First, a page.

The chains model for detecting parts by their context
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The chains model for detecting parts by their context. Leonid Karlinsky , Michael Dinerstein, Daniel Harari, and Shimon Ullman. Detects a “difficult” part by extending from an “easy” reference part Detect by marginalizing over chains of intermediate features. Goals & Intuition.

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The chains model for detecting parts by their context

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The chains model for detecting parts by their context

Leonid Karlinsky, Michael Dinerstein, Daniel Harari, and Shimon Ullman


Detects a “difficult” part by extending from an “easy” reference part

Detect by marginalizingover chains of intermediatefeatures

Goals & Intuition

Use the face to

disambiguate the hand


Examples & Generality

Same approach

for any parts of any object!


The chains model

M,T

  • Pre-processing:

  • Detect the face

  • Extract features

  • Modeling the posterior:

  • Model the probability that hand is in Lh

  • T – ordered subset of M features

  • Exact inference:

  • Sum over all simple chains in the graph

  • Approximate inference:

  • Sum over all chains (limit the max. length)

  • Can be easily computed by matrix multiplication

Chains model


Inference

M,T

voting probabilities =

Entry i-j is the marginal over all chains between Fi and Fj =

object vs. background likelihood ratios =

Chains model


Inference

  • Instead of full marginalization, MAP inference over C∙S part is done:

  • For each feature we compute the best chain leading to this feature from head

  • This feature votes for nearby features


Training & probability estimation

Training:

  • Get example images with detected reference part and target part marked by single point.

    Non-parametric probability estimation in a nutshell:

  • Store training image features and pairs of nearby features* in an efficient ANN search structures (KD-trees)

  • Compute the estimated probability by approximate KDE

  • E.g.: - search for K nearest neighbors of, compute

* use a feature selection strategy (see paper)

to reduce the number of features and pairs


Chains & Stars

Star model – a special case of “chains” of length one

  • Limitations of the star model:

  • Far away features do not contribute.

  • Features contribute to detection without testing for connectivity with the reference part.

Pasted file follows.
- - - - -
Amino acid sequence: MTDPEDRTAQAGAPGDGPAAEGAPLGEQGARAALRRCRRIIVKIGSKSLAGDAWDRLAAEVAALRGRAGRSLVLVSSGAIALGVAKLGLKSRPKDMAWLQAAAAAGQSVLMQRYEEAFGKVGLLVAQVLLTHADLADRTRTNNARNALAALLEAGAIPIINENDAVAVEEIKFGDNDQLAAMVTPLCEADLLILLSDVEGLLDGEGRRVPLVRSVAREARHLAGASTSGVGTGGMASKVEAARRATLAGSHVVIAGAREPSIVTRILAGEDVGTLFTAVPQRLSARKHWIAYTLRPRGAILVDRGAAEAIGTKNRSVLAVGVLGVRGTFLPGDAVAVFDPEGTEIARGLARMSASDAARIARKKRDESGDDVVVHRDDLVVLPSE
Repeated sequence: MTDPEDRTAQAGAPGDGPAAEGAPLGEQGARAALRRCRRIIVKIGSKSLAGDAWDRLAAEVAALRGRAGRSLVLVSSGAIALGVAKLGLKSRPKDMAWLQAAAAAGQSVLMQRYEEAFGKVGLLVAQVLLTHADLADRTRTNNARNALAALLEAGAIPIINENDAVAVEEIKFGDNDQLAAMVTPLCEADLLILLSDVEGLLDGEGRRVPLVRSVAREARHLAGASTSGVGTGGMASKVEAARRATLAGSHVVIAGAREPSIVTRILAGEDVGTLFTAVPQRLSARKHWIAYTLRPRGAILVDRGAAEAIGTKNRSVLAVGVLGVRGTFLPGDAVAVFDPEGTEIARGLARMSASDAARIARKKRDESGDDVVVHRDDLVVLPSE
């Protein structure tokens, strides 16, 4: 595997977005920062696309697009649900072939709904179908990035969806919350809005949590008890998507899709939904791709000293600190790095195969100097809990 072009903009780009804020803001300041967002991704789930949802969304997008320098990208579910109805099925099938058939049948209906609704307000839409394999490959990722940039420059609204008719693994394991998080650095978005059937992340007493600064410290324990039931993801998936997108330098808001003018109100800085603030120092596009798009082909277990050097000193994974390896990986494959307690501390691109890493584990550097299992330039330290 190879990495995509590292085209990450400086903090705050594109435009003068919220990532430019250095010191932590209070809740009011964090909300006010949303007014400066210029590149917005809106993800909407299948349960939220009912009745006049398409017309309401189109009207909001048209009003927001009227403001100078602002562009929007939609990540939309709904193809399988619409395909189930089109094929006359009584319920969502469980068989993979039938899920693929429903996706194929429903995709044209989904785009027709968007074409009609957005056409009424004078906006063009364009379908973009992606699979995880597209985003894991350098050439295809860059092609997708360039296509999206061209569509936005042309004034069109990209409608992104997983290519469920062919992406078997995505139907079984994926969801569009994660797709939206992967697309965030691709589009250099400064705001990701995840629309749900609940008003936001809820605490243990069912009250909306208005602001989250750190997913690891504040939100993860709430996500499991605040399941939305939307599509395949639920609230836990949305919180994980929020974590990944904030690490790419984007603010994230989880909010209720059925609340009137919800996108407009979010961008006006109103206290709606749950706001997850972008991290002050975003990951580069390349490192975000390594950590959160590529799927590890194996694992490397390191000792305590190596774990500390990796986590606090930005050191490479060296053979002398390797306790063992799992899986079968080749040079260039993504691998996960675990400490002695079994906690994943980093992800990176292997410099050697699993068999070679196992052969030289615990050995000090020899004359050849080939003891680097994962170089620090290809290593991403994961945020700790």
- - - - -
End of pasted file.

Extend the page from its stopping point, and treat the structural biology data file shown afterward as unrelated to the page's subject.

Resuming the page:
star result

chains result

chains graph


chains graph

chains result

Feature graph examples

chains graph

chains result


Results


Buehler et al 2008 – sign language dataset

Training:

600 frames of a news sequence

Testing:

195 frames

from 5 other sequences

Our result:

84.9% detection

Best in the literature:

79% [Kumar et al, 2009]

(avg. over 6 body parts)


Ferrari et al 2008 - Buffy dataset


Self trained scenario (87%)

Person cross generalization scenario (86.9%)

Full generalization scenario (73.2%)

Buehler et al. 2008 – BBC news dataset (96.8%)

Best in the literature: 95.6% [Buehler et al, 2008]


UIUC cars dataset

Training:

550 positive /500 neg.

Testing:

200 cars in170 images

Our result:

99.5% detection

Best in the literature:

99.9% [Mutch & Lowe, 2006]


Same approach

(same params)

works for otherobject types

(out of the box)

  • A single non-parametric model for any object

  • Detect difficult parts extending from the ‘easy’ parts

  • Near features vote directly, far features vote through chains

  • Can be used without the reference part and for full objects

Our result:63.1% - 1st max only

90.3% - 1st & 2nd max

Summary:

detailed numerical results…


The End


Methods

Precision-Recall at EER - cars

Mutch and Lowe, 2006

99.9%

Methods

Precision-Recall at EER - horses

Leibe et al, 2008

97.5%

Shotton et al, 2008

95.7%

Lampert et al, 2008

98.5%

Gall and Lempitsky, 2009

93.9%

Gall and Lempitsky, 2009

98.5%

chains model

97.51%

chains model (trained on UIUC)

99.5%

chains model (trained on Caltech-101 cars)

93.4%

1 – average on 6 upper body partsall except Andriluka et al. and us use tracking

all except us use color

back…


chains graph*

chains result

chains graph*

chains result

Feature graph examples

* weights – shown in logarithmic color scale


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